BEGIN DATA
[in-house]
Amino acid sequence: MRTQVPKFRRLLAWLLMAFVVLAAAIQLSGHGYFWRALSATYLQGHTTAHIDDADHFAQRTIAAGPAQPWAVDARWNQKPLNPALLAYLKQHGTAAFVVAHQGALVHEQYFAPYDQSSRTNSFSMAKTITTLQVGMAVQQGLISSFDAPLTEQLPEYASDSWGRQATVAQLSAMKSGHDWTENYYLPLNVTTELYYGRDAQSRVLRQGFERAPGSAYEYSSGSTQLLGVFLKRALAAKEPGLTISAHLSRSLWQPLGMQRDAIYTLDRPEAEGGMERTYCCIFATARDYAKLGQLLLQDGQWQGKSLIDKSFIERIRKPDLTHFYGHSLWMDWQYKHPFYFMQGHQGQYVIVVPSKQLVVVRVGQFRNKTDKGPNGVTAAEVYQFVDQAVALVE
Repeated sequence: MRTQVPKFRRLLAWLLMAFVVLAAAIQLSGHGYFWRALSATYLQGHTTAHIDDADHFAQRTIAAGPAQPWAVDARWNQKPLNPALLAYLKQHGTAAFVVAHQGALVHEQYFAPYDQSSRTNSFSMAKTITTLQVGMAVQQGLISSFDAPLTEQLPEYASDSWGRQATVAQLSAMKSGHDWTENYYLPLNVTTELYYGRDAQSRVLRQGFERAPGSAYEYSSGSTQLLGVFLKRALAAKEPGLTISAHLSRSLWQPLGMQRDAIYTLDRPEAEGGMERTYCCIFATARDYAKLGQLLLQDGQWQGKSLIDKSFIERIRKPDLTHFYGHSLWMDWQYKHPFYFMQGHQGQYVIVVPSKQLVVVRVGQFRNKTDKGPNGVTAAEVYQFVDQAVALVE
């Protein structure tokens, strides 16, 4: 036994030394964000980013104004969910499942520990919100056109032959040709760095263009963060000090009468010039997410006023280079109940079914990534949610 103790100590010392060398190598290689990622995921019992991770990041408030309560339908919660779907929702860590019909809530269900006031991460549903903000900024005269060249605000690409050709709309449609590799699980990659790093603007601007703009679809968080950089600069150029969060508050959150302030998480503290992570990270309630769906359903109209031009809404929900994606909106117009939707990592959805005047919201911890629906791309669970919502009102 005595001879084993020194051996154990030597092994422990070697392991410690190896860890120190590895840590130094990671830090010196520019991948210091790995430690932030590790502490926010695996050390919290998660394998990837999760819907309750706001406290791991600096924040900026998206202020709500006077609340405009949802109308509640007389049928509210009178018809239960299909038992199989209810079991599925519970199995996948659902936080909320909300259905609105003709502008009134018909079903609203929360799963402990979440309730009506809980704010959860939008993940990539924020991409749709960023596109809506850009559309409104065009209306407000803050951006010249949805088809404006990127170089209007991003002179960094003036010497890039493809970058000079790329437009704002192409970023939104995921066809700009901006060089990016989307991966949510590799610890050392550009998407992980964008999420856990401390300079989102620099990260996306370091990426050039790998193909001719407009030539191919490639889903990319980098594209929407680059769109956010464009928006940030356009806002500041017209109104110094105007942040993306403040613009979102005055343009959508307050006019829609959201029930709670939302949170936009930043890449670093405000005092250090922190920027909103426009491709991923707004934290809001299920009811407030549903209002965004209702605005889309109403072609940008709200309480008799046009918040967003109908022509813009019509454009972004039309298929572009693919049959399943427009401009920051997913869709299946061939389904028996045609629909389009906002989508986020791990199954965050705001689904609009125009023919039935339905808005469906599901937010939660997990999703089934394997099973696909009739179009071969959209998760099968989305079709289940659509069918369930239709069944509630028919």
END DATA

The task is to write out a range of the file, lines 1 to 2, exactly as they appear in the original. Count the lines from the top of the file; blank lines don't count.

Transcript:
[in-house]
Amino acid sequence: MRTQVPKFRRLLAWLLMAFVVLAAAIQLSGHGYFWRALSATYLQGHTTAHIDDADHFAQRTIAAGPAQPWAVDARWNQKPLNPALLAYLKQHGTAAFVVAHQGALVHEQYFAPYDQSSRTNSFSMAKTITTLQVGMAVQQGLISSFDAPLTEQLPEYASDSWGRQATVAQLSAMKSGHDWTENYYLPLNVTTELYYGRDAQSRVLRQGFERAPGSAYEYSSGSTQLLGVFLKRALAAKEPGLTISAHLSRSLWQPLGMQRDAIYTLDRPEAEGGMERTYCCIFATARDYAKLGQLLLQDGQWQGKSLIDKSFIERIRKPDLTHFYGHSLWMDWQYKHPFYFMQGHQGQYVIVVPSKQLVVVRVGQFRNKTDKGPNGVTAAEVYQFVDQAVALVE